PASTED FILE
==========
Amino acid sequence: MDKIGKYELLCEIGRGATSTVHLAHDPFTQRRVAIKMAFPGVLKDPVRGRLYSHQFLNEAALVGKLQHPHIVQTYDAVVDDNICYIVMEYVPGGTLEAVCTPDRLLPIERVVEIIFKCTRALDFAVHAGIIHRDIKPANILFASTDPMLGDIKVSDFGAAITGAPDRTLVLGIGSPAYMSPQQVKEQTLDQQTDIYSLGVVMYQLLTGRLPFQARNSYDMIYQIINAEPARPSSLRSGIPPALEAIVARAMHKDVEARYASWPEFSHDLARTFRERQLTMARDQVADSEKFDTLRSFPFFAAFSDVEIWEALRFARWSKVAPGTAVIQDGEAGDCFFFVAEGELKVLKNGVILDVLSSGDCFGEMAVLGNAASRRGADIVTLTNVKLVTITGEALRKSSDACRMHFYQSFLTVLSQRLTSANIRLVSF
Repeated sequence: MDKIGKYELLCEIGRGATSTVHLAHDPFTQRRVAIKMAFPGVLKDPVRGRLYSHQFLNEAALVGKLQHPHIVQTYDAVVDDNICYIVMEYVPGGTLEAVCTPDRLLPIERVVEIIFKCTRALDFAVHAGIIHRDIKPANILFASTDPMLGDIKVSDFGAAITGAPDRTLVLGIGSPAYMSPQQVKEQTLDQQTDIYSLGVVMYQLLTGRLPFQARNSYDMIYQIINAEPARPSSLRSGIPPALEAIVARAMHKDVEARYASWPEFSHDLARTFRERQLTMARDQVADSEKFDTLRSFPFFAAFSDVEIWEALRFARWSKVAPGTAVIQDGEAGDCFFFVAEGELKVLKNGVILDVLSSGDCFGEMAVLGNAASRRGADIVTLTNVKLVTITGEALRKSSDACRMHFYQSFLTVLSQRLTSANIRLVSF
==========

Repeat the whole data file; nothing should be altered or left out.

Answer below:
Amino acid sequence: MDKIGKYELLCEIGRGATSTVHLAHDPFTQRRVAIKMAFPGVLKDPVRGRLYSHQFLNEAALVGKLQHPHIVQTYDAVVDDNICYIVMEYVPGGTLEAVCTPDRLLPIERVVEIIFKCTRALDFAVHAGIIHRDIKPANILFASTDPMLGDIKVSDFGAAITGAPDRTLVLGIGSPAYMSPQQVKEQTLDQQTDIYSLGVVMYQLLTGRLPFQARNSYDMIYQIINAEPARPSSLRSGIPPALEAIVARAMHKDVEARYASWPEFSHDLARTFRERQLTMARDQVADSEKFDTLRSFPFFAAFSDVEIWEALRFARWSKVAPGTAVIQDGEAGDCFFFVAEGELKVLKNGVILDVLSSGDCFGEMAVLGNAASRRGADIVTLTNVKLVTITGEALRKSSDACRMHFYQSFLTVLSQRLTSANIRLVSF
Repeated sequence: MDKIGKYELLCEIGRGATSTVHLAHDPFTQRRVAIKMAFPGVLKDPVRGRLYSHQFLNEAALVGKLQHPHIVQTYDAVVDDNICYIVMEYVPGGTLEAVCTPDRLLPIERVVEIIFKCTRALDFAVHAGIIHRDIKPANILFASTDPMLGDIKVSDFGAAITGAPDRTLVLGIGSPAYMSPQQVKEQTLDQQTDIYSLGVVMYQLLTGRLPFQARNSYDMIYQIINAEPARPSSLRSGIPPALEAIVARAMHKDVEARYASWPEFSHDLARTFRERQLTMARDQVADSEKFDTLRSFPFFAAFSDVEIWEALRFARWSKVAPGTAVIQDGEAGDCFFFVAEGELKVLKNGVILDVLSSGDCFGEMAVLGNAASRRGADIVTLTNVKLVTITGEALRKSSDACRMHFYQSFLTVLSQRLTSANIRLVSF